Gold Beach Resident – Black Bear
The black bears reside in the mountainside and make their way down to the Rogue River to fish. They can sometimes be spotted catching and eating Salmon along the rocks and by the falls. Visitors are cautioned to keep a safe distance from them at all times. It’s easy to get distracted while taking pictures and not realize that you are getting too far into their space. The mail boat ride or other boating expeditions are good ways to observe them without invading their space.
Imagine yourself in a floating zoo with no cages or tanks; where all of the creatures are existing in their natural environment. Well you don’t have to imagine it, you can visit this wonderful place on the Oregon coast. You will find Hermit Crabs, Giant Green Sea Anemones, Purple Sea Urchins, Sunflower Sea Stars, Blue Top Snails and so much more. It’s hard to believe that they are actually alive and you are not transported to an animated movie by Pixar.
Also please show respect for the marine life – If you find animals that have found shelter under rocks or seaweed, it is best not to touch them but if you do – do so gently and make sure to recover them so that they stay protected from the sun’s heat. Always be sure to return any animal to the exact place that you found them. Don’t ever pry an animal from a rock. Some need to attach themselves there to keep the ocean from sweeping them out to sea. If you pull them off, you’re endangering them. If you spot harbor seals and their pups and sea birds and their young, stay a good distance from them; at least 50-feet away. Enjoy them, but try not to disturb them.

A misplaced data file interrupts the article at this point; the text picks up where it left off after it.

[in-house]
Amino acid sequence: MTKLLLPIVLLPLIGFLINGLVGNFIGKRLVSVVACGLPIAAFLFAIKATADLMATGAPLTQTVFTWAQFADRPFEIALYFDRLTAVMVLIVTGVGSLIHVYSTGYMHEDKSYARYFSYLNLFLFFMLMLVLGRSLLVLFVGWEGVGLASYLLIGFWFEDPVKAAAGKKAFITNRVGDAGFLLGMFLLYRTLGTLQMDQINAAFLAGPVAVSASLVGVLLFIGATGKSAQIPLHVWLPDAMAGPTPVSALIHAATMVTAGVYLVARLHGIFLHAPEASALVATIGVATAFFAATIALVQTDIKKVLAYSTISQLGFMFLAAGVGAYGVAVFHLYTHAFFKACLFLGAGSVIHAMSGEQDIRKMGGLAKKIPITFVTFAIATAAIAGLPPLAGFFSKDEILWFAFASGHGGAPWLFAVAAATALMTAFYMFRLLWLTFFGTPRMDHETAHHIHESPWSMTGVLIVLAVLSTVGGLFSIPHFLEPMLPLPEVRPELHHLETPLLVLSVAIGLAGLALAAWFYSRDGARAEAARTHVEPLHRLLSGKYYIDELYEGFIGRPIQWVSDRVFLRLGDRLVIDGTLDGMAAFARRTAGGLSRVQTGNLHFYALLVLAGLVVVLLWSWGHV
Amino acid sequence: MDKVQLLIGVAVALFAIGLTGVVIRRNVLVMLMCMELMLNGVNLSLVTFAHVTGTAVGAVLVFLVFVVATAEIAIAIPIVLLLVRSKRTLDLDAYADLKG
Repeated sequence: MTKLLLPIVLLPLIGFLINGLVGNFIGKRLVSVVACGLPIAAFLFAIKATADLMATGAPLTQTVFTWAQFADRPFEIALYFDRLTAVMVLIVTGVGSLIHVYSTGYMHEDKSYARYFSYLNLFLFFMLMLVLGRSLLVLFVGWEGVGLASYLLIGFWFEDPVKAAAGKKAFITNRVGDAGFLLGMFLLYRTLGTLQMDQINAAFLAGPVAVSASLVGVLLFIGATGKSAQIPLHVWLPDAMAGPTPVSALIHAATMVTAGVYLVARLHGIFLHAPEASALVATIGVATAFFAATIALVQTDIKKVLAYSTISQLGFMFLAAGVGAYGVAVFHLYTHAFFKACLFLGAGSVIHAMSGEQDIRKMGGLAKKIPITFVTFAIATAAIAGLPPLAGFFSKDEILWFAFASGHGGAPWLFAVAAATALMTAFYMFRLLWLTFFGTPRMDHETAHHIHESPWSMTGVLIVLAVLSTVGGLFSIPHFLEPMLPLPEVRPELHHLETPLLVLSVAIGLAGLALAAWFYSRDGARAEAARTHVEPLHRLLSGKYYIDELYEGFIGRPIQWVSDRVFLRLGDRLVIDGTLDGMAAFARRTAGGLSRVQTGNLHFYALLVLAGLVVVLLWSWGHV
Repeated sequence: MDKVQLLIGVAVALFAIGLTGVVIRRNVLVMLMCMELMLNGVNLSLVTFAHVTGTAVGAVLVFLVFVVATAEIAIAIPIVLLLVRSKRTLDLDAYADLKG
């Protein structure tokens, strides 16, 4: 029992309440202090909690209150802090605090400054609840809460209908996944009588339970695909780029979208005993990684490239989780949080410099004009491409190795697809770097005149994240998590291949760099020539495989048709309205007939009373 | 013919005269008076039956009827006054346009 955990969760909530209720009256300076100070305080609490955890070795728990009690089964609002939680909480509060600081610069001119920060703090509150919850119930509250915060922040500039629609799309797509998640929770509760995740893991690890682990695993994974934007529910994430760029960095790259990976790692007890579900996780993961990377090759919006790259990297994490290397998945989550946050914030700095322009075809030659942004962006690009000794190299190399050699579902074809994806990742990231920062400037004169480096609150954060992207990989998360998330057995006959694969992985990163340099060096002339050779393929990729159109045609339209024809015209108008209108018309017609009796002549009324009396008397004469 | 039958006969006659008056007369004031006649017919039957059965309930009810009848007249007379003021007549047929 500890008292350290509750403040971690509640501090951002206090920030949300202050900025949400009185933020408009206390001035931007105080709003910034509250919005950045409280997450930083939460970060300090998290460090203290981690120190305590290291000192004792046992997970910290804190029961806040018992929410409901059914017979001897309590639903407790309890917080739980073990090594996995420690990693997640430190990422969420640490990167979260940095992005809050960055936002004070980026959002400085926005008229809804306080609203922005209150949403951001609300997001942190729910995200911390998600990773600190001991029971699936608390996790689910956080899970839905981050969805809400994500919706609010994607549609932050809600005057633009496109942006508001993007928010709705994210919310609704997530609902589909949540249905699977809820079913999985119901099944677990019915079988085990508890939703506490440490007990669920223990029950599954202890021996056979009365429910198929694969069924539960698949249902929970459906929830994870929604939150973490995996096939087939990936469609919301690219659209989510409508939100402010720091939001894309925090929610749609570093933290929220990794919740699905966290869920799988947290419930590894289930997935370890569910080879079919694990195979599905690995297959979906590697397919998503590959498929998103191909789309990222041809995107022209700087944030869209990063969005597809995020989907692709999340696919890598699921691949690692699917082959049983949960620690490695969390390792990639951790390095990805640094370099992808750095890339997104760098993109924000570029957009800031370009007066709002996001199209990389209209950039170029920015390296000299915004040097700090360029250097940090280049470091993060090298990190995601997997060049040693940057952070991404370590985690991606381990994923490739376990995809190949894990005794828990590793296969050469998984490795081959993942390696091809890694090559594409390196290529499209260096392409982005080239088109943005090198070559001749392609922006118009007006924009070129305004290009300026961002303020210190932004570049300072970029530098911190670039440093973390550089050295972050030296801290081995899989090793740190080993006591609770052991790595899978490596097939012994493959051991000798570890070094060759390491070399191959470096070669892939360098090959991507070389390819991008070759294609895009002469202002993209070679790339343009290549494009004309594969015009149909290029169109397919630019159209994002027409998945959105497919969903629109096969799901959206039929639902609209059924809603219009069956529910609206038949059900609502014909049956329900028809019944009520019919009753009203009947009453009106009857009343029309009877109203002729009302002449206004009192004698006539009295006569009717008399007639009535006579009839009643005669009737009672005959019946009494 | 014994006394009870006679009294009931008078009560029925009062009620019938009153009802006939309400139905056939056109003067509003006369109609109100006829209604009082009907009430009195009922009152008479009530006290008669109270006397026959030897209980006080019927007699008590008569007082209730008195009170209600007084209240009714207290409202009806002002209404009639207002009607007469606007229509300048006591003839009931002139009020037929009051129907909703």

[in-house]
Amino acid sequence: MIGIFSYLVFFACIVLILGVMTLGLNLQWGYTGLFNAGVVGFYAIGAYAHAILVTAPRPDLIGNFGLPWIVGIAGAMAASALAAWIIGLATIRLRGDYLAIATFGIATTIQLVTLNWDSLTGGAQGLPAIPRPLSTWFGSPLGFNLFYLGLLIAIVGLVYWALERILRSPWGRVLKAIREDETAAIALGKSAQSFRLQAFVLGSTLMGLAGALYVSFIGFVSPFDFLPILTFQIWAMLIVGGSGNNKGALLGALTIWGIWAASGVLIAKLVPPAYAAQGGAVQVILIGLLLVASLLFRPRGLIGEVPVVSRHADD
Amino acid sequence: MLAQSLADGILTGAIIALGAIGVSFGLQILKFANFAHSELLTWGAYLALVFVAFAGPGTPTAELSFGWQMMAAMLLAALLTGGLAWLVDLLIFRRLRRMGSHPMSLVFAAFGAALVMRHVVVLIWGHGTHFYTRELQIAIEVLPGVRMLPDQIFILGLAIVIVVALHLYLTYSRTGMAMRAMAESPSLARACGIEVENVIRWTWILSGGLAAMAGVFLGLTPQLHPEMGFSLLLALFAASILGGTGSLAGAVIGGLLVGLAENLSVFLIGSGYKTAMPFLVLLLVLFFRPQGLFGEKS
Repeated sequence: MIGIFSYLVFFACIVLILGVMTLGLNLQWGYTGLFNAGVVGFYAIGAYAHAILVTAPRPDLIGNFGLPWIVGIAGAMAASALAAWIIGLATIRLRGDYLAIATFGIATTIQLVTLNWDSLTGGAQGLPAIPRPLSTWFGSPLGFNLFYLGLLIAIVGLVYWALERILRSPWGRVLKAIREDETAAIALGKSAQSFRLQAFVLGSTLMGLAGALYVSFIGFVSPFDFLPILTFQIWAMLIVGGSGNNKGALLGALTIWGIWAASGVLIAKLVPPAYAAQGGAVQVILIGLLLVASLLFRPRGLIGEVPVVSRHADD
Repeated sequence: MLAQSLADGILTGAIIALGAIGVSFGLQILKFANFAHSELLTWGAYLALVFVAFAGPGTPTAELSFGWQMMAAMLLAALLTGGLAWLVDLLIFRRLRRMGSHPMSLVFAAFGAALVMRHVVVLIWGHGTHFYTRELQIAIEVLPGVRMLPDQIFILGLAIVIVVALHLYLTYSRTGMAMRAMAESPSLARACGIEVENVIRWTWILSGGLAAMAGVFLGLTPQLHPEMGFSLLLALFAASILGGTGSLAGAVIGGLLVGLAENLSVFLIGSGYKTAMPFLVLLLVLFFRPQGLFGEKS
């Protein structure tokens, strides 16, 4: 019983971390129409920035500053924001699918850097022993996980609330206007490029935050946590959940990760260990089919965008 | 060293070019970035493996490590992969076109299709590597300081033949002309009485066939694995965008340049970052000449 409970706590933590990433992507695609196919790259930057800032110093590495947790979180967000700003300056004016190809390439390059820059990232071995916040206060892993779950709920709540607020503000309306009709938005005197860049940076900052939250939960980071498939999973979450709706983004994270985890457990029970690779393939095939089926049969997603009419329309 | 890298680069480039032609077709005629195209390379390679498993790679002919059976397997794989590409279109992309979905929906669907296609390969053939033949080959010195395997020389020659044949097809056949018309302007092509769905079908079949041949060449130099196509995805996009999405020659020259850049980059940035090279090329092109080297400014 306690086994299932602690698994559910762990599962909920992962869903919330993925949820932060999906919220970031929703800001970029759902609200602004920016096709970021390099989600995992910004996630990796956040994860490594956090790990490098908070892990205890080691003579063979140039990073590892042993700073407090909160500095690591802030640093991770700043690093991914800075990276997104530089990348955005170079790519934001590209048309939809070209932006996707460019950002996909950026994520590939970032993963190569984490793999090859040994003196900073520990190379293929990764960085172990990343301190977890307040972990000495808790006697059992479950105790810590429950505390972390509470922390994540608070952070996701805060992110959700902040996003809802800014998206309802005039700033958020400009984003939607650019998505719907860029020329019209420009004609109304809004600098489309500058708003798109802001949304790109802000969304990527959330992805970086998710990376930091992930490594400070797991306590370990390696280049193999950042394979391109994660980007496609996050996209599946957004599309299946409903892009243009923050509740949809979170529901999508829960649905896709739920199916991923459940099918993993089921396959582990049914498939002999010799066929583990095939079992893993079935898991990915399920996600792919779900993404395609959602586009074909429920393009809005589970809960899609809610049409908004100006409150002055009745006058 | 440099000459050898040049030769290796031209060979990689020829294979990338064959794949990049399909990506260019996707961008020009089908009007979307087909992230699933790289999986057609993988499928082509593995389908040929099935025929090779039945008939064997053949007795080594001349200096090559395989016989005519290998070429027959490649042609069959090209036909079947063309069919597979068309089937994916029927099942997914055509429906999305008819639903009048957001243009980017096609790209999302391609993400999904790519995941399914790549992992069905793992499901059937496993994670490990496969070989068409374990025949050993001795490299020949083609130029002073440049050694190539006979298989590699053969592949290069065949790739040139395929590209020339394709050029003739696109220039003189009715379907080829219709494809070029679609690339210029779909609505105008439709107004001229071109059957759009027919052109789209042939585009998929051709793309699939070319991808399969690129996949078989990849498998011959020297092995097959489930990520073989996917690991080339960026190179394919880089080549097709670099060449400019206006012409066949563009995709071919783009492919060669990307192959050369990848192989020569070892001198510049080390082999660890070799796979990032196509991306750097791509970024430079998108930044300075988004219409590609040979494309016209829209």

The Oregon Department of Fish and Wildlife regulations protect tidepool creatures. Check the
Oregon Sport Fishing Regulations (free at most stores selling sporting goods) for rules about collecting creatures. It’s always best to just bring a camera and take some shots, leaving the animals alone
so that others can enjoy them and so they can enjoy their lives as nature intended.
Please to them near Gold Beach:
- Cape Arago State Park – 11 miles south of Coos Bay.
- Five Mile Point – To find these Oregon Coast tidepools, you need to take Seven Devils Road 13 miles south of Coos Bay, off of 101. Use the public access road at Whiskey Run Beach.
- Coquille Point – Located just west of Bandon.
- Cape Blanco State Park – About 10 miles northwest of Port Orford. Turn off 101 north of Port Orford and simply follow the signs.
- Port Orford – Once in Port Orford, go west on 9th Street off of Hwy 101. The main intertidal area is north of the boat dock.
Download a PDF. document for a birding guide at www.oregoncoastbirding.com. The coast is divided into four sections that list 173 sites, numbered from north to south. The guide includes maps, site descriptions, directions, and a listing of the birds you may see, along with site services and facilities. Finally, a birding checklist shows the 250 birds most likely to be detected and the ease of detecting them.